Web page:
• Gatehouse to Banqueting Hall, Jesmond Dene, Newcastle upon Tyne 1869-1870
  • Cragside, at Rothbury, Northumberland, 1869/1870–1885
  • Preen Manor, Shropshire
  • Grim's Dyke, Harrow, London, 1870
  • New Zealand Chambers, Leadenhall Street, London, 1871–73
  • St Giles' Church, Longstone, Derbyshire 1872-73 restoration
  • Pierrepont and Merrist Wood, Surrey
  • Gorehill, Petworth, West Sussex, 1871
  • Lowther Lodge, Kensington, 1873–75, headquarters of the Royal Geographical Society
  • 6 Ellerdale Road, Hampstead, London, built for himself
  • House of Bethany, St. Clement's Road, Bournemouth, Dorset, 1874–75
  • Wispers, West Sussex, 1874–76
  • 8 Melbury Road, Kensington, London, built for painter Marcus Stone, 1872–73
  • Woodland House, 31 Melbury Road, Kensington, London, built for painter Luke Fildes, 1876–77
  • Pierrepont House, Frensham, 1876–78
  • Swan House, 17 Chelsea Embankment, London, 1875–77
  • Ellern Mede, 31 Totteridge Common, Barnet, 1877
  • Bannow, St. Leonard's Sussex, 1877–79, private house, now nursing home
  • Bedford Park, London, the first "garden city" suburban development: housing, including St. Michael and All Angels Church, 1879–82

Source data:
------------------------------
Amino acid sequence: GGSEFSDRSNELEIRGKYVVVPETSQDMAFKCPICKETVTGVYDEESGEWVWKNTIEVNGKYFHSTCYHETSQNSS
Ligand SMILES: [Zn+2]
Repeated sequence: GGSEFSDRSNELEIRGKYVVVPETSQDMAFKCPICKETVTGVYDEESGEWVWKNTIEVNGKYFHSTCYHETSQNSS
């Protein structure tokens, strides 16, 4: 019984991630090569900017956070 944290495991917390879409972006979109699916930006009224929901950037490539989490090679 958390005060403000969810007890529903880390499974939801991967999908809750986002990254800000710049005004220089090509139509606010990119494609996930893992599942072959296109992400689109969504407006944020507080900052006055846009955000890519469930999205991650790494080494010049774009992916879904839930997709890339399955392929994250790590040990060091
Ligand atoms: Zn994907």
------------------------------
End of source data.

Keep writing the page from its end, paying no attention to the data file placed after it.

• Albert Hall Mansions, at Kensington Gore, London, 1879–86
  • Tabard Hotel, Chiswick, London
  • Adcote, Little Ness, Shropshire, 1876–81
  • Flete House, Devonshire
  • Greenham Lodge, Berkshire
  • Dawpool, Cheshire (demolished, 1927)
  • Bryanston School, Dorset, 1898
  • Chesters, Northumberland
  • Norman Shaw Buildings on the Thames Embankment, London, 1887–1906. Originally built as the headquarters of the Metropolitan Police, known as Scotland Yard. The buildings are now used as Parliamentary offices.
  • Albion House, James Street, Liverpool, 1896–98
  • House for Kate Greenaway, Frognal, London, 1885
  • Swanscombe Church in Kent
  • White Lodge and White Lodge West, Bingley, West Yorkshire
  • Bannow, Residential Care Home, St Leonards-on-Sea, East Sussex, 1877
  • Baldslow Place, St Leonards-on-Sea, East Sussex 1888, originally the Ebden family home, now Claremont School
  • 4 – 6 Page Heath Lane, Bickley, Kent, 1864
  • The Corner House, 114 Shortlands Road, Beckenham, Kent, 1869
  • 1 St. James's Street, London, 1904
  • Bailiff's Cottage, Bromley Palace Estate, Bromley, Kent, 1864 (demolished)
  • Town Hall, Market Square, Bromley, Kent, 1863 (unexecuted)
  • Bradford City Hall extension, 1909
  • Holy Trinity Church, Bingley, Yorkshire 1866–68 (demolished 1974)
  • Holme Grange School, Wokingham, Berkshire East Sussex 1883
  • Flora Fountain, Mumbai, India, 1864
  • Highdown School, Emmer Green, Reading, Berkshire, 1878–80
  • Alderbrook Park, Cranleigh, Surrey 1881 (house for Pandeli Ralli, demolished 1956)
  • Trevanion, Totteridge Lane, Barnet, 1883–84
  • Piccadilly Hotel, Piccadilly Circus, London, England, 1905–08; his last work
  • Chigwell Hall, Chigwell, Essex, 1876. The building is now owned by the Metropolitan Police